If you get a FICO credit score, or any other credit score, be sure to read the analysis or summary that comes with your report, explaining why your credit score is a certain number.
Watch out for these types of negative statements:
Amounts owed on revolving accounts is too high
Amount past due on accounts
Serious delinquency, derogatory public record, or collection filed
Time since delinquency is too recent or unknown
Too many accounts with balances
Is Your Credit Card Debt or Too Many Inquiries Hurting Your Credit?
Beyond late payments and other delinquencies, some other reasons that your FICO scores may take a hit are if you have too much credit card debt outstanding, if you have too many recently opened accounts, or if you have a high number of credit inquiries.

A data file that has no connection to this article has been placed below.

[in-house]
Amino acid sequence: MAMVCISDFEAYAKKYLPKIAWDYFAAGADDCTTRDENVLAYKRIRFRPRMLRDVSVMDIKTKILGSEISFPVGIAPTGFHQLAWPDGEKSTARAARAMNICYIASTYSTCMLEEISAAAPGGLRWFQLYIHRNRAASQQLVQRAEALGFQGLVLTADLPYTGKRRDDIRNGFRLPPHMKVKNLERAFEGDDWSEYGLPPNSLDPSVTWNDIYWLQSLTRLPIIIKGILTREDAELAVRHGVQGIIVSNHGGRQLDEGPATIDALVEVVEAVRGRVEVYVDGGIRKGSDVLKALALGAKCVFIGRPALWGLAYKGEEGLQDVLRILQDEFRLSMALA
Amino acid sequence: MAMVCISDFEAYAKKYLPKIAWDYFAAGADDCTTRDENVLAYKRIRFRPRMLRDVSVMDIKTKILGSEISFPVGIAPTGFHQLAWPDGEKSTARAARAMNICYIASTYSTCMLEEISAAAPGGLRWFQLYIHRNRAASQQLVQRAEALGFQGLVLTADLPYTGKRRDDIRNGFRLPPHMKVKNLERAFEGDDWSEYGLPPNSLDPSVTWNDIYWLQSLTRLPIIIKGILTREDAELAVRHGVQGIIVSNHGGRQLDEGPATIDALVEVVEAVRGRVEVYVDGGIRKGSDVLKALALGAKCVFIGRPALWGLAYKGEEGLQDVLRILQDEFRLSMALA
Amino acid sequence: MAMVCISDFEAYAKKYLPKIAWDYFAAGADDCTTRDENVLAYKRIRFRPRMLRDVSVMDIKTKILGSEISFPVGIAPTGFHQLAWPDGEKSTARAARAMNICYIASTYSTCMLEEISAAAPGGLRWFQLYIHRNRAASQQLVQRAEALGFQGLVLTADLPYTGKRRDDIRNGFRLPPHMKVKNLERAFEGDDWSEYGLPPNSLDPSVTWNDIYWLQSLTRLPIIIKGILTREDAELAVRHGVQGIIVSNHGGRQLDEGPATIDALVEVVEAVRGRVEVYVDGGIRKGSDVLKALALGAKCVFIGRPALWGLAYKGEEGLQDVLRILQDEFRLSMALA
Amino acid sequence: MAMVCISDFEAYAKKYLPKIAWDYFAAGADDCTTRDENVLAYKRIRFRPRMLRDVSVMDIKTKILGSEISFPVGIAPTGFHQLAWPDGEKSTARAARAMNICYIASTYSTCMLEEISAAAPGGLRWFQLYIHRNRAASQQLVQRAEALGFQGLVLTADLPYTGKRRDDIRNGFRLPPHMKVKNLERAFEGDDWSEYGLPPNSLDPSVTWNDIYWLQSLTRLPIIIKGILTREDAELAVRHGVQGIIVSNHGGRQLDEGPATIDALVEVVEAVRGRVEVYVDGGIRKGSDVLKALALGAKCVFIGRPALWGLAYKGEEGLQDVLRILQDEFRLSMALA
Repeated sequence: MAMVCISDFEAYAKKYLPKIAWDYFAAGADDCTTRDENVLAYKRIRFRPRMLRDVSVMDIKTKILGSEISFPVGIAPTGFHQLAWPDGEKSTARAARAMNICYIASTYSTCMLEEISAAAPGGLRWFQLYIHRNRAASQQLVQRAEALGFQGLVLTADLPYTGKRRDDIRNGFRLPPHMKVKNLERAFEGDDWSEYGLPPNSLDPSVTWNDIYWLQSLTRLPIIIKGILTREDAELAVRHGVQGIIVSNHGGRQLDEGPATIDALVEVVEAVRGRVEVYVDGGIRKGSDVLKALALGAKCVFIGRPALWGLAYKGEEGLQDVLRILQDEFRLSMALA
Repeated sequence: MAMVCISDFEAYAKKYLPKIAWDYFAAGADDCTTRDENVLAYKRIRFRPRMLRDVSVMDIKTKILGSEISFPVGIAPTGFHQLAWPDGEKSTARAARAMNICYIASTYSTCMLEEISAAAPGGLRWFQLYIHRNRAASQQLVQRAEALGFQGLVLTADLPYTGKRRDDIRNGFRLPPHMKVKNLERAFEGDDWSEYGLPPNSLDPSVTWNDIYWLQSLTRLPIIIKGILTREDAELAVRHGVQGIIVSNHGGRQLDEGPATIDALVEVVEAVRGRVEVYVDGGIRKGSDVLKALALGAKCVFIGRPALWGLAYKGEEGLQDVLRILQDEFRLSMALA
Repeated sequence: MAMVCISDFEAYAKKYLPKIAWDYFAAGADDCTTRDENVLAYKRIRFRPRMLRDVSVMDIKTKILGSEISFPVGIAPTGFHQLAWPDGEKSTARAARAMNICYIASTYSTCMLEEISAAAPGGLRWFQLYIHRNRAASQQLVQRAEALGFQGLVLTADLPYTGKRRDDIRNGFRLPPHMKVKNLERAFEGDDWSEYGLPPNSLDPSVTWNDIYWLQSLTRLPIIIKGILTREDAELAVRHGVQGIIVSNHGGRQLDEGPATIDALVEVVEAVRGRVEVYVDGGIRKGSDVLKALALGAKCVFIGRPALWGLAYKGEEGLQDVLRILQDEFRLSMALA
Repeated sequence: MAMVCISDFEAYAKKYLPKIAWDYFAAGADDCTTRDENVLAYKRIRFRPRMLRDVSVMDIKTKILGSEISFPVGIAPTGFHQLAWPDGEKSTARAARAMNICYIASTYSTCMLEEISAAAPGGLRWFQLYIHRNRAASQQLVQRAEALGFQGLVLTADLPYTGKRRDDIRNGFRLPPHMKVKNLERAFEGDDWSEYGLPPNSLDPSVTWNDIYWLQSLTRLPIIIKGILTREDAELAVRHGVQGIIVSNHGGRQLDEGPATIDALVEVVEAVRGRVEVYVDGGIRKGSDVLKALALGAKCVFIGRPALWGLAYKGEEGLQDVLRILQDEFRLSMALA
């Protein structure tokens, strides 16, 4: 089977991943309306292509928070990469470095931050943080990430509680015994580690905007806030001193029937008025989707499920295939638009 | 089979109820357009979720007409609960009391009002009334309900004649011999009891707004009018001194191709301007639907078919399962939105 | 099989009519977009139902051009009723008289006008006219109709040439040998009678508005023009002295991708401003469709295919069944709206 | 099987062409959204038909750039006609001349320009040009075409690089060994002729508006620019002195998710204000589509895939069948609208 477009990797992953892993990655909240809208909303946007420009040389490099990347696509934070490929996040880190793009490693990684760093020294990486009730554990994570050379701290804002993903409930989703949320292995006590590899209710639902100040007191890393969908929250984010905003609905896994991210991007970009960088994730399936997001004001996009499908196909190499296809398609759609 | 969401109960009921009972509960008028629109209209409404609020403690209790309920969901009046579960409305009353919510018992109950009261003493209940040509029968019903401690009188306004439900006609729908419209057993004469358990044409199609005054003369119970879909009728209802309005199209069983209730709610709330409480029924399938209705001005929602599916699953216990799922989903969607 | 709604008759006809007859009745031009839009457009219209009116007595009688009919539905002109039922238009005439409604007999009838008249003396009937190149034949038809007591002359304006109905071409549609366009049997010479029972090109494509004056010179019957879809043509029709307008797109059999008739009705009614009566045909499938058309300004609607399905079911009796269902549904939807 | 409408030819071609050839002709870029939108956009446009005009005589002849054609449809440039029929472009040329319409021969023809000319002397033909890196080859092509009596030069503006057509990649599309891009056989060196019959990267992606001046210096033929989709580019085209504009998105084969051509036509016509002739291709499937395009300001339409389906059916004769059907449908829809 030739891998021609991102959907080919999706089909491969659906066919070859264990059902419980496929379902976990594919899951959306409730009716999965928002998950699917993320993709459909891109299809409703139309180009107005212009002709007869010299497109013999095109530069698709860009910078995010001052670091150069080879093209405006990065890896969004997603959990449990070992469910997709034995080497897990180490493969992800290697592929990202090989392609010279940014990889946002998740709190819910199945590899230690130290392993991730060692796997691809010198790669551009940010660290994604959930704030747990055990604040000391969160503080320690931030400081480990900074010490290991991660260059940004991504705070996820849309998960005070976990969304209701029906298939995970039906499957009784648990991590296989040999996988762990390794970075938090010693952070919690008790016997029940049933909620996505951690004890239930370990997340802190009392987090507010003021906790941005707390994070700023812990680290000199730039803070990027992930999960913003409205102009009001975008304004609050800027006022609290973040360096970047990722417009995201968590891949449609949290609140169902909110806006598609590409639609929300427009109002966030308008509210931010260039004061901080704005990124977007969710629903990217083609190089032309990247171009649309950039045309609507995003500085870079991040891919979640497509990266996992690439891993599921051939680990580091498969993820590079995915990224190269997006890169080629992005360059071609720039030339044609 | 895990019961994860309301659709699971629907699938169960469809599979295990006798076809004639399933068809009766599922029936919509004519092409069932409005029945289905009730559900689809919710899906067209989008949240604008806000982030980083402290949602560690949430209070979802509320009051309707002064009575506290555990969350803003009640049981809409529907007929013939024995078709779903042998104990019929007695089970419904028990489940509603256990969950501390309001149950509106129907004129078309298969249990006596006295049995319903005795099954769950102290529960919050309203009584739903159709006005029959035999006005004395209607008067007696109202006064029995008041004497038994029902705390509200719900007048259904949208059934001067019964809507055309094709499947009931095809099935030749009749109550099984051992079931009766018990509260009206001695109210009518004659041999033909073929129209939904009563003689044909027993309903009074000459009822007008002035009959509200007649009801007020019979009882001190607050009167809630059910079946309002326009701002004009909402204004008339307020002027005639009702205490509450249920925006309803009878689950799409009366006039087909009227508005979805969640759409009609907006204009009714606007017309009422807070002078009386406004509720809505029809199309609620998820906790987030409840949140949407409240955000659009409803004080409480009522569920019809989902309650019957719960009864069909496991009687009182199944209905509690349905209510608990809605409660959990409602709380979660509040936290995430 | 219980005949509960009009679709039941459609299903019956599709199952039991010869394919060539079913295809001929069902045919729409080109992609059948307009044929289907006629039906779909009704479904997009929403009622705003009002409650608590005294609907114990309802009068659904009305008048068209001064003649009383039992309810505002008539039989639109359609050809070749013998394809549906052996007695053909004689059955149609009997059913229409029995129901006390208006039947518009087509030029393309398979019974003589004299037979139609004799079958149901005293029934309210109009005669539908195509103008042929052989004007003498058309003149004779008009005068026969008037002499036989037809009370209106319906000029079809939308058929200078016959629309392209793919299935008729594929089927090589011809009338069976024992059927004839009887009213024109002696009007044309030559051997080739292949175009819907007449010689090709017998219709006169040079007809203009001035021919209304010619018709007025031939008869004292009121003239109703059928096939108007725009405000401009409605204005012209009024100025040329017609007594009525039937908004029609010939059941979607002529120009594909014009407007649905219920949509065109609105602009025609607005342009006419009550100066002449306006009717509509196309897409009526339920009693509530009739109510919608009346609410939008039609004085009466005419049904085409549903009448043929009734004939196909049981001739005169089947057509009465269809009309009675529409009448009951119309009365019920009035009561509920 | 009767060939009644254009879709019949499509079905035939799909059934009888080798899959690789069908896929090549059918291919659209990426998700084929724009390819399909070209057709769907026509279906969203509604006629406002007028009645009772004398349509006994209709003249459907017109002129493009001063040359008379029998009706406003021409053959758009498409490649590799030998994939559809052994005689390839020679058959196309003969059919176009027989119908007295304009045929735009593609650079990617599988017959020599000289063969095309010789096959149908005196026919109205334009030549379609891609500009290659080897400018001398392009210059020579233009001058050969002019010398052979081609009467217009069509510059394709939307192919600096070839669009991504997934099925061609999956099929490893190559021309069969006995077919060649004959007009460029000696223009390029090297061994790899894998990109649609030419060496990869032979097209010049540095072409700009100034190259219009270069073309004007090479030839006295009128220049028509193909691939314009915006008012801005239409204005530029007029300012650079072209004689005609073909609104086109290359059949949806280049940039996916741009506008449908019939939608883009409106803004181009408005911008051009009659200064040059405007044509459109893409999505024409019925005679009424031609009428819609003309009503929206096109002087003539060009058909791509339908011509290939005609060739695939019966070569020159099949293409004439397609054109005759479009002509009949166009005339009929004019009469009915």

According to Fair Isaac, creator of the FICO score, there are five criteria that go into formulating your credit score:
your payment history makes up 35% of your FICO score
the amount of debt you owe comprises 30%
your length of credit history accounts for 15%
the existence of new credit, or inquiries, makes up 10%
and the type of credit you’re using each constitutes the final 10%
Use this information to take immediate action to improve your credit score.
All information on this blog is for educational purposes only. Lynnette Khalfani-Cox, The Money Coach, is not a certified financial planner, registered investment adviser, or attorney. If you need specialty financial, investment or legal advice, please consult the appropriate professional. Advertising Disclosure: This site may accept advertising, affiliate payments or other forms of compensation from companies mentioned in articles. This compensation may impact how and where products and companies appear on this site. AskTheMoneyCoach™ and Lynnette Khalfani-Cox, The Money Coach® are trademarks of TheMoneyCoach.net, LLC.